I find technology fascinating but I am also terrified of it. I didn’t even buy a cell phone until years after all my friends had them. The first two computers I ever owned were hand-me-downs, and I quickly killed both within six months. Basically, I had to ease myself into the idea of the “World Wide Web” and have come to discover, at this point in life, it controls almost everything I do. It may in fact eventually be the demise of my industry.
I would say that I first noticed the impact the Web was having on news when our newsroom stopped getting newspapers delivered. The edict was: Get it online—it’s free. I find this to be somewhat annoying in that we essentially may be contributing to the end of newspaper publishing. What I don’t believe is that the general public understands the effect of reading news online rather than picking up a newspaper or turning on the nightly news, be it local or national.
For the most part, we are the source for the news that everyone is reading online. If you go to any news-based website, you will find stories that are links to already-produced news from TV stations, radio stations and newspapers around the world. Meanwhile, the revenue streams for all three continue to dry up because people are no longer tuning in and are instead getting the info they want, customized to their needs, online. Most advertisers are following them. Do you see where this is going?
Let’s pretend that all the TV stations in America stop news operations and newspapers go away because there is no money coming in. Where, then, will most of the news you read online come from? You would be hard-pressed to find any source remaining that is not creating its own stories. Therefore, your news is no longer the journalism that we’ve all come to know, the kind that has been shaping this country for centuries and has been held to ethical standards that today’s Internet is not.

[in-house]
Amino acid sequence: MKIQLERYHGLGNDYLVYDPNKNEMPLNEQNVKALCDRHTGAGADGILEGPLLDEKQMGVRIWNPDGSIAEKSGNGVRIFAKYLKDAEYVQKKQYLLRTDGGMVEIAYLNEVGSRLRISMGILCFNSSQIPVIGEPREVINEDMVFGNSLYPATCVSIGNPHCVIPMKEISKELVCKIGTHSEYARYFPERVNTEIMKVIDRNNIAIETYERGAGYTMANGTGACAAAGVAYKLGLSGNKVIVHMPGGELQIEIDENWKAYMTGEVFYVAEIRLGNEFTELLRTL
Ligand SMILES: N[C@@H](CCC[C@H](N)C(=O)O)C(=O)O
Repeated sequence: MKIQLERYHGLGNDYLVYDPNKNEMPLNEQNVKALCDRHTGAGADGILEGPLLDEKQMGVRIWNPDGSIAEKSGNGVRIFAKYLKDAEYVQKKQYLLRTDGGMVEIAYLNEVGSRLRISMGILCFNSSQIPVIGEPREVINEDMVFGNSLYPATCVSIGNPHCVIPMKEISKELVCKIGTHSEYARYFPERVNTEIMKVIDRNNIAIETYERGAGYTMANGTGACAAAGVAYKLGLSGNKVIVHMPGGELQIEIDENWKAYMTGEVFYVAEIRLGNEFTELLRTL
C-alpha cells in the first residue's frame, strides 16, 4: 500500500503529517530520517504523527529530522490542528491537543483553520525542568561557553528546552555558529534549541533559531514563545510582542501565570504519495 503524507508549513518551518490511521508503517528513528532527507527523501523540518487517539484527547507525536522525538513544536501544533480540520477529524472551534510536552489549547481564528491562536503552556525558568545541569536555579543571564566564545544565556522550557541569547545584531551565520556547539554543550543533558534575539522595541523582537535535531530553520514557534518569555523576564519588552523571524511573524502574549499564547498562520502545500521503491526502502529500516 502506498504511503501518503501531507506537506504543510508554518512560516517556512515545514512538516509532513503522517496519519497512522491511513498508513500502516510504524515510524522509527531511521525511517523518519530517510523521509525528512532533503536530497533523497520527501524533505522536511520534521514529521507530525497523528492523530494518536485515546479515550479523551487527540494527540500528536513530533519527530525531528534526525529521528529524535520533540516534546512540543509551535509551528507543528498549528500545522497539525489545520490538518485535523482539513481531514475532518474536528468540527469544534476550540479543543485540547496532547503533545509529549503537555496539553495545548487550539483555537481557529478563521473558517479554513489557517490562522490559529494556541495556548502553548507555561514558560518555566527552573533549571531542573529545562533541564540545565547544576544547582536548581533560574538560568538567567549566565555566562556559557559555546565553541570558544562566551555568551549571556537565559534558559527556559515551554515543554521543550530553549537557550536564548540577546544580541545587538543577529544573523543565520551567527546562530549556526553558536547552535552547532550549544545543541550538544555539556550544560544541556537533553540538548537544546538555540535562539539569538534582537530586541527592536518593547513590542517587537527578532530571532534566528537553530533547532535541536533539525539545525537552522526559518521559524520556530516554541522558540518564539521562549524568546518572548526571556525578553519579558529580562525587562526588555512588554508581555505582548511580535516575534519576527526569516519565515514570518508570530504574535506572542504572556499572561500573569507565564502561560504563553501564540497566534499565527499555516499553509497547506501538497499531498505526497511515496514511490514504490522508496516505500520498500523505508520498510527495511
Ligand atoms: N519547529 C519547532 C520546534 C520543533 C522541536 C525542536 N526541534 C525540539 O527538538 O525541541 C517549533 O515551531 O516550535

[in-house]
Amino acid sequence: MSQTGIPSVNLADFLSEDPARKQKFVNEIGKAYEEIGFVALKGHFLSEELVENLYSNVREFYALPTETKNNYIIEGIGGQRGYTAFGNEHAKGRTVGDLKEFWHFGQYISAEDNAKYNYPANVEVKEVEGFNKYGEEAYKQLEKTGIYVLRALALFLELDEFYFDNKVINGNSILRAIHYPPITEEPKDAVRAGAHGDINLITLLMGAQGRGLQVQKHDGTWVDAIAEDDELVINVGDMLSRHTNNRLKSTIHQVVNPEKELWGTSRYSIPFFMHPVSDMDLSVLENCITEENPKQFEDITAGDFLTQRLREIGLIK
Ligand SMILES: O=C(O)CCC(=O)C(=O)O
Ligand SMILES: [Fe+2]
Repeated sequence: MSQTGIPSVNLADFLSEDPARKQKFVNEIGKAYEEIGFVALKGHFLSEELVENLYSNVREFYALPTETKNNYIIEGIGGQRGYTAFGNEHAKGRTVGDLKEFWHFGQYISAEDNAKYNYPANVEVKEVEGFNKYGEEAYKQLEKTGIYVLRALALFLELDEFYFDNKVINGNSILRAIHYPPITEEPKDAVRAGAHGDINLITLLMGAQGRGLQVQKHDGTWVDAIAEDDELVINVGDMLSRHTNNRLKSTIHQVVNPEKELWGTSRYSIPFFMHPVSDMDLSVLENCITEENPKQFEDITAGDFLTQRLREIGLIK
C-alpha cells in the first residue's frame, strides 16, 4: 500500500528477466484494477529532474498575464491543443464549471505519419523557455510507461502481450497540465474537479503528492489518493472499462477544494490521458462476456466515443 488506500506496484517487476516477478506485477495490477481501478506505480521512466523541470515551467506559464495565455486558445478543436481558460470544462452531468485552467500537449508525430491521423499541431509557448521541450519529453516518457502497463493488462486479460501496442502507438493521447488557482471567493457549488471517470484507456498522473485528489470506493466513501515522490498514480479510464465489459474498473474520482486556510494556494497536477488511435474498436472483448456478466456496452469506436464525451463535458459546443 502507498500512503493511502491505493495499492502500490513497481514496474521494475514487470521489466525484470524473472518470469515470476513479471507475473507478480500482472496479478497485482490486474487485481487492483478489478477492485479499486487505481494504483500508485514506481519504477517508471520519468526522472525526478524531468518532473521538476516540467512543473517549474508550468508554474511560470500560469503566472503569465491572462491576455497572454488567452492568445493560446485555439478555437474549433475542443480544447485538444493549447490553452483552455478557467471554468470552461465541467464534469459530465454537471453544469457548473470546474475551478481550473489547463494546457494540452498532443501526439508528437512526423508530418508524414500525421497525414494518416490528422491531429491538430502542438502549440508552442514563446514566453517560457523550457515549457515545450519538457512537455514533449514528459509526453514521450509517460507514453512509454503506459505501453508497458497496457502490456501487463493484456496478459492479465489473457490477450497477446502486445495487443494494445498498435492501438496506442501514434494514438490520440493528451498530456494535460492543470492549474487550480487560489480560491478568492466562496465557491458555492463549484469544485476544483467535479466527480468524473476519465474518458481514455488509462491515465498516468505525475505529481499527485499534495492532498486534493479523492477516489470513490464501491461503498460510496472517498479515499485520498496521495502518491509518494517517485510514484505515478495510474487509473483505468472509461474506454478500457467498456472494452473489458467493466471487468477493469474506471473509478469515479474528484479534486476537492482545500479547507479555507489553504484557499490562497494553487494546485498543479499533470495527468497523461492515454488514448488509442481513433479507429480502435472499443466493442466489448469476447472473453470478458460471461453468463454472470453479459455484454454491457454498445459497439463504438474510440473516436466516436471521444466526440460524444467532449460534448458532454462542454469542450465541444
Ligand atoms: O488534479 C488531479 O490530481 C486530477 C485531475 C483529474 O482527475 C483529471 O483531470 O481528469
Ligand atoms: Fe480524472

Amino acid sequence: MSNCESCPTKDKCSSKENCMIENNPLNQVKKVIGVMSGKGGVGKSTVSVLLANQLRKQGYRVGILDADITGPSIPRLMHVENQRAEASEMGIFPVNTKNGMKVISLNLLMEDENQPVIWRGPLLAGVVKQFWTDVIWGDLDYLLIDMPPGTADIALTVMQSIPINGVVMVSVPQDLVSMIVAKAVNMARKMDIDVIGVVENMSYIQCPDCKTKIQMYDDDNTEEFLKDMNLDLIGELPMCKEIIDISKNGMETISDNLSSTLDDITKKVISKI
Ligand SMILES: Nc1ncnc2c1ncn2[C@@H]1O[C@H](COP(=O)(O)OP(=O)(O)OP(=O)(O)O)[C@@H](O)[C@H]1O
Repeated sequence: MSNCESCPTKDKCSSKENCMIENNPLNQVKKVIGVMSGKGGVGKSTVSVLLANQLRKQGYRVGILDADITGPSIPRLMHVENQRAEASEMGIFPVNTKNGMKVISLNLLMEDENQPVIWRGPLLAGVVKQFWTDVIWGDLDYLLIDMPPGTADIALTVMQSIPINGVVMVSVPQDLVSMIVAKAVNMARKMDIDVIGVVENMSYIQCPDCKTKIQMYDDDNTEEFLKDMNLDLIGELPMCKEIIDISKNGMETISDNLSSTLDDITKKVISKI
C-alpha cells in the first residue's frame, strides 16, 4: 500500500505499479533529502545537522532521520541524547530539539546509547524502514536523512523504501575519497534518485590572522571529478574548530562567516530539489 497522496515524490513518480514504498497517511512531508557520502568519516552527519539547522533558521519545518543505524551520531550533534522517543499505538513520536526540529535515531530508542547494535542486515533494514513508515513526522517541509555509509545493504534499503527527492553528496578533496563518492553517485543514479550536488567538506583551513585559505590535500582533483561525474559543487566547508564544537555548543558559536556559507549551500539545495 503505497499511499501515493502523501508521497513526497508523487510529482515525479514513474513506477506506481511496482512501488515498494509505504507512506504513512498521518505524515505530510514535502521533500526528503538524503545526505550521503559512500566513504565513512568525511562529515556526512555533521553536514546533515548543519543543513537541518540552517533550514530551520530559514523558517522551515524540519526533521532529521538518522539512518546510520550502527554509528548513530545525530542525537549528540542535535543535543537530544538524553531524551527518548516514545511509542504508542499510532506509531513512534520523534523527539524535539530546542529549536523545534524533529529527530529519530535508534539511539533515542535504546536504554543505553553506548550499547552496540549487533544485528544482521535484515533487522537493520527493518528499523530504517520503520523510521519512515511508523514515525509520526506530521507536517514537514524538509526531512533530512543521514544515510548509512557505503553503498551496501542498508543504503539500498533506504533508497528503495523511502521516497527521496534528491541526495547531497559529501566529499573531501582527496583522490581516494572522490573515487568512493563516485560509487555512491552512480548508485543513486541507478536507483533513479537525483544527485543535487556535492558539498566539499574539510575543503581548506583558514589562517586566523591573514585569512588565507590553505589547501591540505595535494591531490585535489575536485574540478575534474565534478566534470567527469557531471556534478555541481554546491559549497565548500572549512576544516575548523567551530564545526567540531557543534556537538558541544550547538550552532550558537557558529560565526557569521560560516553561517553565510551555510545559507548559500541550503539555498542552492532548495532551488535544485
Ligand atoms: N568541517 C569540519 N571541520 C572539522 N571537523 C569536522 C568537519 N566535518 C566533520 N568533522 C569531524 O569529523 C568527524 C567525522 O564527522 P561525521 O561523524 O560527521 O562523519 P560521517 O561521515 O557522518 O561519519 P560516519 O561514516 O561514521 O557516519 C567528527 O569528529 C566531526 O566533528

Don’t get me wrong. I don’t believe the damage at this point is beyond repair. I don’t even believe that a disappearance of the concept of journalism will happen in my lifetime. Perhaps if the backers of news were to invest in doing it right online, we could all ride this wave together. I don’t see that happening until someone realizes the amount of money invested in new media needs to be the handled the way television was in its early days.
I will now e-mail this to someone who will post it to a website that I will be able to share with my friends via Facebook. Later I will look at it on my cell phone, which has become pretty much anything but a phone.